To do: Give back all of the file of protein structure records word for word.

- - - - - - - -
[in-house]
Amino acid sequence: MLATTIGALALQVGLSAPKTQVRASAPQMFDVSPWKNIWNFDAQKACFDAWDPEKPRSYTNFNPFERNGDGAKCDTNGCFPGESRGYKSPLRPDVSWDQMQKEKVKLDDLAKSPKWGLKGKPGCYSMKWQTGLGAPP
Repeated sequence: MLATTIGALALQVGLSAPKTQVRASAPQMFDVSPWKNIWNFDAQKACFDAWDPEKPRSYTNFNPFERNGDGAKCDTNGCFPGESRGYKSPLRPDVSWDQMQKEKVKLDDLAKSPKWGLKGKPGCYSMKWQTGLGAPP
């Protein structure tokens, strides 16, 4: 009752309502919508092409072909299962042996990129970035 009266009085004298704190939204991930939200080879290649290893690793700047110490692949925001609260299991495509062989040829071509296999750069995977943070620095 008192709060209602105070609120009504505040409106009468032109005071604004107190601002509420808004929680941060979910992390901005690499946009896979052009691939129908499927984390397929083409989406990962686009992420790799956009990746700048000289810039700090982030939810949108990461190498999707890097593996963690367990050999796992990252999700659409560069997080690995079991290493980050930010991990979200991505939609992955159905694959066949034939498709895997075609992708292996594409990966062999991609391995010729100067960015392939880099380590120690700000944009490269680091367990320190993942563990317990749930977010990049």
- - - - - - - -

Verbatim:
[in-house]
Amino acid sequence: MLATTIGALALQVGLSAPKTQVRASAPQMFDVSPWKNIWNFDAQKACFDAWDPEKPRSYTNFNPFERNGDGAKCDTNGCFPGESRGYKSPLRPDVSWDQMQKEKVKLDDLAKSPKWGLKGKPGCYSMKWQTGLGAPP
Repeated sequence: MLATTIGALALQVGLSAPKTQVRASAPQMFDVSPWKNIWNFDAQKACFDAWDPEKPRSYTNFNPFERNGDGAKCDTNGCFPGESRGYKSPLRPDVSWDQMQKEKVKLDDLAKSPKWGLKGKPGCYSMKWQTGLGAPP
């Protein structure tokens, strides 16, 4: 009752309502919508092409072909299962042996990129970035 009266009085004298704190939204991930939200080879290649290893690793700047110490692949925001609260299991495509062989040829071509296999750069995977943070620095 008192709060209602105070609120009504505040409106009468032109005071604004107190601002509420808004929680941060979910992390901005690499946009896979052009691939129908499927984390397929083409989406990962686009992420790799956009990746700048000289810039700090982030939810949108990461190498999707890097593996963690367990050999796992990252999700659409560069997080690995079991290493980050930010991990979200991505939609992955159905694959066949034939498709895997075609992708292996594409990966062999991609391995010729100067960015392939880099380590120690700000944009490269680091367990320190993942563990317990749930977010990049």